PULP – Common People / Underwear (Island 613 1995)
I really hated Britpop – all that Union Jack, Spiceworld, Blairite, Beatly nonsense. The bands were almost all utterly awful. Pulp got lumped in with it which led to their commercial zenith, but also to their spectacular commercial demise when they were the unfortunate babies to be chucked out with the gallons of stagnant indie-bathwater. “Common People” is a great song, and is applicable to Cameron and Osborne and chums’ patronising fake-cool as it was to the Blairs and Mandelsons a decade earlier.

CLASH – Complete Control / The City of the Dead (CBS 5664 1977)
MONKS – Complication / Oh How to Do Now (Polydor 52952 1966)

Whining about your record label. How punk is that? Still, Joe was always at his best when he was angry, even if it was about something that nobody outside the band could be expected to give a toss about. The best single of ’77, no question. The Monks were punks too, albeit a decade to soon. They were a bunch of German-based GIs who dressed in robes, had the tonsures and played kindergarten-simple three minute rock songs. The only comparable band of the era were the equally bonkers Sonics from Seattle.

KRAFTWERK – Computer Love / The Model (EMI5207 1981)
The single got flipped, and “The Model” was a number one, but I prefer “Computer Love”. In KlingKlang world, this is the band’s slushy romantic ballad. A very perceptive prediction of internet dating, and even social networking, and a really lovely song to boot.

MAMIE SMITH & HER JAZZ HOUNDS – Crazy Blues / It’s Right Here For You (Okeh 4169 1920)
At the dawn of the roaring twenties, this early blues ballad crossed over spectacularly, and for a while was the most popular tune in America. It was also the song that alerted the recording industry that there was a whole market out there not being catered for, and led to the signing of artists like Bessie Smith, Ida Cox, Victoria Spivey etc etc, and the birth of the ‘race’ label – companies, or divisions of companies, who produced records aimed at a black audience. Without “Crazy Blues”, it’s possible that very little of that would have happened, and the recorded legacy would be very much the poorer for it. There are better blues records, but few as important.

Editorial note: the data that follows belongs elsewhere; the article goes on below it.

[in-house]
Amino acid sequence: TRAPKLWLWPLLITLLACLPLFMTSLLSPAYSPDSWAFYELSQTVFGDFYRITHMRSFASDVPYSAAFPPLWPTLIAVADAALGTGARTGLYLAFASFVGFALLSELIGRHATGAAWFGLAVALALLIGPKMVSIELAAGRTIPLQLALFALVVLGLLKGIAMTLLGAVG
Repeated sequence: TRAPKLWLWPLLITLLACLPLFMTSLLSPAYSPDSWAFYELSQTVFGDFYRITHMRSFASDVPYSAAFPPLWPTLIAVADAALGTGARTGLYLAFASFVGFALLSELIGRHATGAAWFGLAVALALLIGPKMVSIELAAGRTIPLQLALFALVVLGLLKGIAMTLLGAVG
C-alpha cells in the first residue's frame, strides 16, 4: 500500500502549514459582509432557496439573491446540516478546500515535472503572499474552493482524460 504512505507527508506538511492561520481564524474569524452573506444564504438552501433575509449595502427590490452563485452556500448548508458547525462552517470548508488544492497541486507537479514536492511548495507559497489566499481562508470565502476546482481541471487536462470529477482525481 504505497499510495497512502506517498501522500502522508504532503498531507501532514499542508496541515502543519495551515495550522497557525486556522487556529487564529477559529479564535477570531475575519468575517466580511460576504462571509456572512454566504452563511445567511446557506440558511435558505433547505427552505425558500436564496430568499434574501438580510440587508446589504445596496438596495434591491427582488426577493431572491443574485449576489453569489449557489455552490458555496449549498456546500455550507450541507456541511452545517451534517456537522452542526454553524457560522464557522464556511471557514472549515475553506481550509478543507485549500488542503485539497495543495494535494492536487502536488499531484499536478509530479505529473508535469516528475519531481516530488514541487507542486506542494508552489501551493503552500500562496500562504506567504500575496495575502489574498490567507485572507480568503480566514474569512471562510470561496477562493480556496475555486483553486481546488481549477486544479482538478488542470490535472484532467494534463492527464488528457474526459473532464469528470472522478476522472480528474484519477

RADIOHEAD – Creep / Lurgee (Parlophone 6078 1992)
“Creep” was their Teen Spirit, and was stacks better than anything else on their debut album. A decade and a half on, it seems like juvenilia compared to some of the marvels that followed. Still a great piece of pop misery, though.

ROBERT JOHNSON – Cross Road Blues / Ramblin’ On My Mind (Vocalion 3519 1936)
The song that provoked the legend, and a staple part of any self-respecting blues band’s set more than seventy years later. He seems like some mythical figure of a dim and distant past, but was actually younger than Ronald Reagan. The music has had so much hyperbolic nonsense written about it, that it’s surprising how literate, fresh and sophisticated it is. Johnson was no primitive vessel disseminating his ancestor’s voices, but a proud and dapper showman and entertainer.

JEFFERSON AIRPLANE – Crown of Creation / Lather (RCA 9644 1968)
A great double this. “Crown of Creation” is the kind of big, confident call to arms that the Airplane did so well. “Lather”, on the other hand, is a spooky and sad treatise on the fight against getting old in spirit.

JULIE LONDON – Cry Me a River / S’Wonderful (Liberty 55006 1955)
We just don’t have the sultry-voiced, seductive singers like Julie London any more. In real life, she was a shy homebird, but on record she sounds like a cross between Rita Hayworth and Lauren Bacall – a mesmerising, but slightly dangerous femme fatale. When she sounds upset, you know you’ve got to watch out – she’ll get even, buddy.

SAM COOKE – Cupid / Farewell My Darling (RCA 7883 1961)
As light as air. A fine sweet song.

More soon